If you’re like most people, you notice what goes wrong more often than what goes right. Human beings seem hard-wired to notice how reality fails to meet some idea of how they think things should be. How many times a day do you sink into disappointment, frustration, or sadness because others haven’t met your expectations? If you limit your attention to how life lets you down, you blind yourself to the myriad gifts you receive all the time. Continue reading

Mindfulness Walking Meditation

By John Cianciosi  |  Originally posted here in Yoga Journal

Learning to establish awareness during walking meditation helps to develop mindfulness during the activities of your daily life.

In Bodh Gaya, India, there is an old Bodhi tree that shades the very spot where the Buddha is believed to have sat in meditation on the night of his enlightenment. Close by is a raised walking path about 17 steps in length, where the Buddha mindfully paced up and down in walking meditation after becoming enlightened, experiencing the joy of a liberated heart.

In his teachings, the Buddha stressed the importance of developing mindfulness in all postures, including standing, sitting, lying down, and even walking. When reading accounts about the lives of monks and nuns in the time of the Buddha, you find that many attained various stages of enlightenment while doing walking meditation.

The Forest Meditation Tradition of northeast Thailand, with which I am most familiar, puts great emphasis on walking meditation. The monks live in simple single-room dwellings dispersed throughout the forest, and in the area around each hut you always find a well-worn meditation path. At various times of the day or night, monks can be seen pacing up and down these paths, mindfully striving to realize the same liberation of heart attained by the Buddha. Many monks walk for long hours and actually prefer it to sitting meditation. The late Ajahn Singtong, a much admired meditation master, sometimes practiced walking meditation for 10 to 15 hours a day.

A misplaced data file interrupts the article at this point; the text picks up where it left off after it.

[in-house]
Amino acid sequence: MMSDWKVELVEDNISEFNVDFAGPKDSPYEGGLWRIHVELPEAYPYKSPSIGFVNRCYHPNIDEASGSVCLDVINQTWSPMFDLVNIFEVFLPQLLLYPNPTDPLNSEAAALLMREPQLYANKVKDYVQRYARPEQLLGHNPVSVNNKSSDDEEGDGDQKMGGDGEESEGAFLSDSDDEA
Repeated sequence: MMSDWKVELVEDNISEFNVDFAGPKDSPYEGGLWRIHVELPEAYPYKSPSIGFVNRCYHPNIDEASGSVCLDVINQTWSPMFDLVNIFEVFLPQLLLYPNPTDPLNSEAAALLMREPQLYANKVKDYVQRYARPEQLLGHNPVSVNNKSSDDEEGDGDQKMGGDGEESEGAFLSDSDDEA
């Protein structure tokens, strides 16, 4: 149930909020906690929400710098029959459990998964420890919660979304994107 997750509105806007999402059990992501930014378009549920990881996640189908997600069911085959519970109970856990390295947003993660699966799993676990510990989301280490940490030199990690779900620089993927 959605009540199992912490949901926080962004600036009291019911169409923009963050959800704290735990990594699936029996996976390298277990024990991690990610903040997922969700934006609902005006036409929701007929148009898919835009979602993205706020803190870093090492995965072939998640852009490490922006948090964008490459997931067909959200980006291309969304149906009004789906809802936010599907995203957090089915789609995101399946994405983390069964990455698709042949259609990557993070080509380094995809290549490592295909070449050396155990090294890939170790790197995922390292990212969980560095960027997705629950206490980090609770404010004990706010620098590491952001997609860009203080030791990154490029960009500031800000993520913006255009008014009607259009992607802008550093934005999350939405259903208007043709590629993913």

While I don’t expect that many will want to walk for such a long time, you may want to try this form of meditation; it’s a valuable method of mental training for furthering awareness, concentration, and serenity. If developed, it can strengthen and broaden your meditation practice to new levels of tranquility and insight.

Also see Guided Mindful Walking Meditation

Continue reading